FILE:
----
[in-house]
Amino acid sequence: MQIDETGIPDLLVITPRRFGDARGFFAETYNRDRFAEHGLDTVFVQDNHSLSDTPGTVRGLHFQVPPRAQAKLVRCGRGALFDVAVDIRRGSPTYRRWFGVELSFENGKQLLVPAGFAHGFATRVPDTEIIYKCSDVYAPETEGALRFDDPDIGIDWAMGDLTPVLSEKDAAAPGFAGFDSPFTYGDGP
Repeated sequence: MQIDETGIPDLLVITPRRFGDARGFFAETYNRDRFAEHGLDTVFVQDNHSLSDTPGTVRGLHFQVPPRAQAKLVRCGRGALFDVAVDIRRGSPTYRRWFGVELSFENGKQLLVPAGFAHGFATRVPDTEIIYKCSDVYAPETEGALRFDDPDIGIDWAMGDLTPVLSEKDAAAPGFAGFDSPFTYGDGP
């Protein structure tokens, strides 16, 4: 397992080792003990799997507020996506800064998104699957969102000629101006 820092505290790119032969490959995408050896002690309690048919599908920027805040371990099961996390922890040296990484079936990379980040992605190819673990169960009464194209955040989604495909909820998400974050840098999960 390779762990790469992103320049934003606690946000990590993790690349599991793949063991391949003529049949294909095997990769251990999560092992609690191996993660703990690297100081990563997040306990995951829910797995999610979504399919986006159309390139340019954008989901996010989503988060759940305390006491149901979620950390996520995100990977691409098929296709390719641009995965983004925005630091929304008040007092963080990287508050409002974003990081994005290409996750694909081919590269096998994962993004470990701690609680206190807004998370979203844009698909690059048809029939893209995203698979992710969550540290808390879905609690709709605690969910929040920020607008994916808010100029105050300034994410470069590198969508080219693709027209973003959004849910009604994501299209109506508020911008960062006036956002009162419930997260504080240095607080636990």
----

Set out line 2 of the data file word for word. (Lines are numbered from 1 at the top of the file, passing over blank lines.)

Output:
Amino acid sequence: MQIDETGIPDLLVITPRRFGDARGFFAETYNRDRFAEHGLDTVFVQDNHSLSDTPGTVRGLHFQVPPRAQAKLVRCGRGALFDVAVDIRRGSPTYRRWFGVELSFENGKQLLVPAGFAHGFATRVPDTEIIYKCSDVYAPETEGALRFDDPDIGIDWAMGDLTPVLSEKDAAAPGFAGFDSPFTYGDGP